22 This video demonstrates how to silver solder mild steel with an oxyacetylene torch and SSF-6 high strength silver solder.
Mild steel is a commonly used, durable, inexpensive metal alloy containing up to .3% carbon. The low carbon content creates a metal that is both ductile and malleable, and can be utilized in a variety of products such as:
- fence posts
- street signs
- motorcycle frames
- shelving and more
Mild steel is identified by its softness (as compared to other steels) and is frequently used in electronics due to its magnetism and ability to conduct electricity without damaging the appearance of the base metal. Steel becomes harder and stronger as the carbon content increases, resulting in durable rust-proof steels such as stainless steel. Mild steel is rarely used in applications which require structural strength, such as load bearing projects or structural beams.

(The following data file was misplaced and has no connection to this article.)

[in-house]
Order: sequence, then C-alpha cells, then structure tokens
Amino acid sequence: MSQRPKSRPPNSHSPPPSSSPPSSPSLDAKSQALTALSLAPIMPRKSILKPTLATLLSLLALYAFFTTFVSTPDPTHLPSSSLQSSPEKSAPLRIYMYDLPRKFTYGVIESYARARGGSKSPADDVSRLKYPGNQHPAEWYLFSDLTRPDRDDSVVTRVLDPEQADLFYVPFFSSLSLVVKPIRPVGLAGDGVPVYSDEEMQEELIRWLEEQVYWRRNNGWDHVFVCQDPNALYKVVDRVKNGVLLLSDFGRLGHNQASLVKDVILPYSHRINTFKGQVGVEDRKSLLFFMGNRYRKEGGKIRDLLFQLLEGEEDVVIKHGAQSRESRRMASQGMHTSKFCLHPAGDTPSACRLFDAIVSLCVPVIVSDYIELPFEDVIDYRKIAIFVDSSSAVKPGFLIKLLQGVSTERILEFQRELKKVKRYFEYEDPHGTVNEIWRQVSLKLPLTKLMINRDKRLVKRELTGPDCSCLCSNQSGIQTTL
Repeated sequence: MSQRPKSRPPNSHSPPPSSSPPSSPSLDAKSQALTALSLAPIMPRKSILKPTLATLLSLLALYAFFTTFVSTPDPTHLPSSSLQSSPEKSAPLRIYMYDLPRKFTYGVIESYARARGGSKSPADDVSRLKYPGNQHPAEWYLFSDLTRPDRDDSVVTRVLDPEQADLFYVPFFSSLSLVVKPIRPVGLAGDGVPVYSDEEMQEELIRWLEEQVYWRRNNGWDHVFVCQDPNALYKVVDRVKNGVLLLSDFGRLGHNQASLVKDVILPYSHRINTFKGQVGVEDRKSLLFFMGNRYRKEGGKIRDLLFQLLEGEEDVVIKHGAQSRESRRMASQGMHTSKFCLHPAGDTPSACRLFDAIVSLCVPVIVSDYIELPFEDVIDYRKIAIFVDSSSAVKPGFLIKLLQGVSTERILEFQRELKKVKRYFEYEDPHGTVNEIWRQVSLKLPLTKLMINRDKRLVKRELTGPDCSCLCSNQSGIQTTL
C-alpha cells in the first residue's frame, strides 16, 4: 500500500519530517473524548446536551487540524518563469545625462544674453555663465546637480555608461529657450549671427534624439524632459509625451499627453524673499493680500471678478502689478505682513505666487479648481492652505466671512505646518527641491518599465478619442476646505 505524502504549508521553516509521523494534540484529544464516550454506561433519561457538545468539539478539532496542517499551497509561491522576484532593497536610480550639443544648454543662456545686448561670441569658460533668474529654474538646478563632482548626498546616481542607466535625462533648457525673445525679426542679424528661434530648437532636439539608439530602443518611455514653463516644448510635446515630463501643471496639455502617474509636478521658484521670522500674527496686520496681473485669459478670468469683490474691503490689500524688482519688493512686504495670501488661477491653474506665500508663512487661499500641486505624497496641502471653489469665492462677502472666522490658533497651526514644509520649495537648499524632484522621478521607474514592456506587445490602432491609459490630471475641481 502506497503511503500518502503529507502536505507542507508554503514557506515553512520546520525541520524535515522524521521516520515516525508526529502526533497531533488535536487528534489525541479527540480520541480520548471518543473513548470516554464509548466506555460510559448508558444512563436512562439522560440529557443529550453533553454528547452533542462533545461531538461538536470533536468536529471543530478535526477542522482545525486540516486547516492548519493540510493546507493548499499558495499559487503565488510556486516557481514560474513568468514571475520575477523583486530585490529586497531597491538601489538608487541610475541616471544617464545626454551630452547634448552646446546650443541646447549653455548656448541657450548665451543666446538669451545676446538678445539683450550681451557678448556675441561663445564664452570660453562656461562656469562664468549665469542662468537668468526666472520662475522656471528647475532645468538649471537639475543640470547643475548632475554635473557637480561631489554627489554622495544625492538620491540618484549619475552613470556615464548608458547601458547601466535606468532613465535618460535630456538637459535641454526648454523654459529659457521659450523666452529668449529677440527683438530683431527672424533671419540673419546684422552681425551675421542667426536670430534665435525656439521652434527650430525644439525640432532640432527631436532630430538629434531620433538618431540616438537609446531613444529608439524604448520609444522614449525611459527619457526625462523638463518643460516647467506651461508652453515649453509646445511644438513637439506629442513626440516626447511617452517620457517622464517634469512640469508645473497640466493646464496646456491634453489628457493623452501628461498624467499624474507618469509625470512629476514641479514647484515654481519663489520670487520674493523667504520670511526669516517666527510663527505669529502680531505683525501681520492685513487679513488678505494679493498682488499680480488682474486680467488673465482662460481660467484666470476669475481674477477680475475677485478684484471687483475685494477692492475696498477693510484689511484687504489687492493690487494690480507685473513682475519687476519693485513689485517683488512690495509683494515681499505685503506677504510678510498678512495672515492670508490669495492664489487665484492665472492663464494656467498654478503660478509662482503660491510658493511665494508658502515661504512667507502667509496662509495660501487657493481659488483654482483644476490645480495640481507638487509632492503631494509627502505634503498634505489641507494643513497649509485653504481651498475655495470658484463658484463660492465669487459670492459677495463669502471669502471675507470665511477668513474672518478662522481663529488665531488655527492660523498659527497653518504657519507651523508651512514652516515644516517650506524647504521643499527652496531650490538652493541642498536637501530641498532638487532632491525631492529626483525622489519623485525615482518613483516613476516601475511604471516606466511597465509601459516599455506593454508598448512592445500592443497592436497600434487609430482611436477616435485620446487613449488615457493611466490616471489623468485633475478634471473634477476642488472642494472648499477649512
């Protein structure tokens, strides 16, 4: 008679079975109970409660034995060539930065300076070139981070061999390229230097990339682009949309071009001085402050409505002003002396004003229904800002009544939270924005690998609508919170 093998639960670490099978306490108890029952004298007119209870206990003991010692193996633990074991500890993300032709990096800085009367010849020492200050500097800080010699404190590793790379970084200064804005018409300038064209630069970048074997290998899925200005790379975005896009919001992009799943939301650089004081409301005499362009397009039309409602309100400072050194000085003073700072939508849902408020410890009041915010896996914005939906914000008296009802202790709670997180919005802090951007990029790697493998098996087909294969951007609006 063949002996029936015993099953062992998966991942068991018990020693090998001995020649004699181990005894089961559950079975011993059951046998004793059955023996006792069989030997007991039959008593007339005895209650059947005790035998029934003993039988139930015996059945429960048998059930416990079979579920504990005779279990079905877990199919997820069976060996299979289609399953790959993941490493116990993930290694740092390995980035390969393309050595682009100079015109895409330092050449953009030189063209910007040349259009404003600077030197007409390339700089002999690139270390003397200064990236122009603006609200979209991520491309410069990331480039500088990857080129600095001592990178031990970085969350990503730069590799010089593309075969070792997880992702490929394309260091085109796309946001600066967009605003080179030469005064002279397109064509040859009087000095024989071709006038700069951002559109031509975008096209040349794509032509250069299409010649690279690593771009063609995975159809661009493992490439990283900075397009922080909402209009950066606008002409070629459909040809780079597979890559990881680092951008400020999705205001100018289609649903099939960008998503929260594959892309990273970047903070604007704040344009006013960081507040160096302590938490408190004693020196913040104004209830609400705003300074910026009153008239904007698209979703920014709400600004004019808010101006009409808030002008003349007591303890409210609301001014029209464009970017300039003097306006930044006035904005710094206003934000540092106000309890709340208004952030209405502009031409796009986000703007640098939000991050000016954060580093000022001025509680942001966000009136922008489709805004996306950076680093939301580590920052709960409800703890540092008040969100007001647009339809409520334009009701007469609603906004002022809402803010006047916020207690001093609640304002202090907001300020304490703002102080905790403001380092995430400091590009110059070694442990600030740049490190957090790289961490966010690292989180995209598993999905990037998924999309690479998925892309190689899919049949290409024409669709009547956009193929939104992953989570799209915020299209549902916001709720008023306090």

Both low-carbon mild steel and high-carbon stainless steel can be effectively brazed with SSF-6 56% Silver Solder and an oxyacetylene or propane torch (with a proper tip)
In this how-to video, a piece of square steel is joined with rectangular steel using a brazing technique, SSF-6 and an oxyacetylene torch. Notice how the proprietary flux coating melts and flows when the mild steel turns to a dull red, indicating the proper moment to apply the silver brazing rod to the parent metal
SSF-6’s high silver content (56%) provides a perfect color match and better finish than MIG welding, with a bond of over 70,000 PSI.
- Be sure to pre-clean mild steel prior to brazing or soldering, as impurities can impede the flow of the silver solder’s flux.
- When pre-heating, observe the color change of the steel, indicating proper application temperature. (Avoid bright red steel)